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A Guide to Underwater Wildlife Video & Editing: Part 7

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Underwater Video

Read Part 6 here.

A part serialisation of a book by Jeff Goodman

PART 7: Flat & Dome Ports

Having paid good money for your camera and housing, it would be a shame to now spoil your image quality with a cheap port.

The optical properties of your port are as important as the lens of your camera. A low quality port would be like putting the wrong pair of spectacles on a person, so although they could still see well enough, the images would be slightly soft or degraded.

Once again you usually get what you pay for. Often the problem of choosing your first port is solved for you by the housing manufacturer in that a particular housing and supplied port will be specially designed for optimum results with a particular camera and lens. It is always worth grilling the sales person that this is the case for the set-up you are interested in (In the semi-professional range of cameras and above, you can of course change camera lenses. It then becomes very important to use a compatible port).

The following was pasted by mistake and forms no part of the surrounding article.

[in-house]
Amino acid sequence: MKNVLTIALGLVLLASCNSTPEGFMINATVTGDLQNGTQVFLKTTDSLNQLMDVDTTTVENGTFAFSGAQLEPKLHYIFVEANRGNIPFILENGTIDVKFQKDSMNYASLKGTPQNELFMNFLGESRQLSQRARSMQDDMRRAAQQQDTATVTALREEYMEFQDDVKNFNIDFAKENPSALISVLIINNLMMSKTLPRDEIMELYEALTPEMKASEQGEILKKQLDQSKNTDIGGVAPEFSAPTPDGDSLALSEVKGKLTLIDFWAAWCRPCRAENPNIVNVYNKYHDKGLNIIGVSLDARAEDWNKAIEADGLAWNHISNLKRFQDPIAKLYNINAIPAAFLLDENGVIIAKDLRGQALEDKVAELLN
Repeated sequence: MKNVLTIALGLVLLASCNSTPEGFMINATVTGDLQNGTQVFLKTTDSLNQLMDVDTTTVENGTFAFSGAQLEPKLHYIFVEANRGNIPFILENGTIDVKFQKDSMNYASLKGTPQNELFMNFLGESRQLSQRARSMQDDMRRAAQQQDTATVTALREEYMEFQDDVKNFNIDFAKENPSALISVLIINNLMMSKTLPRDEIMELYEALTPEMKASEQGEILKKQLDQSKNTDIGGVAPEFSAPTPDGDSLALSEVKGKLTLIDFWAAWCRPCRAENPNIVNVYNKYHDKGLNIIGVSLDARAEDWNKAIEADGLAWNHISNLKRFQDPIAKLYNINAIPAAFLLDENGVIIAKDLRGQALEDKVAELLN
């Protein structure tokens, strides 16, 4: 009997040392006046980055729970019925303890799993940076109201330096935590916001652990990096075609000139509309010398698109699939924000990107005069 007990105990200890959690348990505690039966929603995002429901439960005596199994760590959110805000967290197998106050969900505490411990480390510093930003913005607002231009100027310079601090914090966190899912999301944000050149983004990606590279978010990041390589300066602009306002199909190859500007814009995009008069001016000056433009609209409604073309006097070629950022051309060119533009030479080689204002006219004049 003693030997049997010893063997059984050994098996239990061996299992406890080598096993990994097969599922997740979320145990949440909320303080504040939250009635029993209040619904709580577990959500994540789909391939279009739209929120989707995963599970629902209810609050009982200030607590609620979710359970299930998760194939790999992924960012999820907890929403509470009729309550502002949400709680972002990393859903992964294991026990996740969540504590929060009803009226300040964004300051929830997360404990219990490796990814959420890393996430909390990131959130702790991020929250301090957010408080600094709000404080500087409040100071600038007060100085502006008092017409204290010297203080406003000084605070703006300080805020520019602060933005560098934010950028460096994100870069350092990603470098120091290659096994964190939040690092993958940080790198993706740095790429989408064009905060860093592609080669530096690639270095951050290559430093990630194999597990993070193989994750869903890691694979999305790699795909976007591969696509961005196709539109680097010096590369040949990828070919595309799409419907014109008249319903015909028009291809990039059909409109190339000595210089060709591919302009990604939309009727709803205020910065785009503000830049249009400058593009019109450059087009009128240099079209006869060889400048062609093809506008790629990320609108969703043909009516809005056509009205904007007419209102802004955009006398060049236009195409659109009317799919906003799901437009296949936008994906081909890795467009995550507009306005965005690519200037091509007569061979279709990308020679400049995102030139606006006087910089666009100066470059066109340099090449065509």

No single port will cover all the types of filming you may like to do.

There are 3 main port types:

  1. The flat port which is mainly useful for macro work and good close ups.
  2. The standard dome port which covers most applications.
  3. The wide angle dome port for videoing ultra wide angle.
Underwater Video

Flat Port

Underwater Video

Dome Port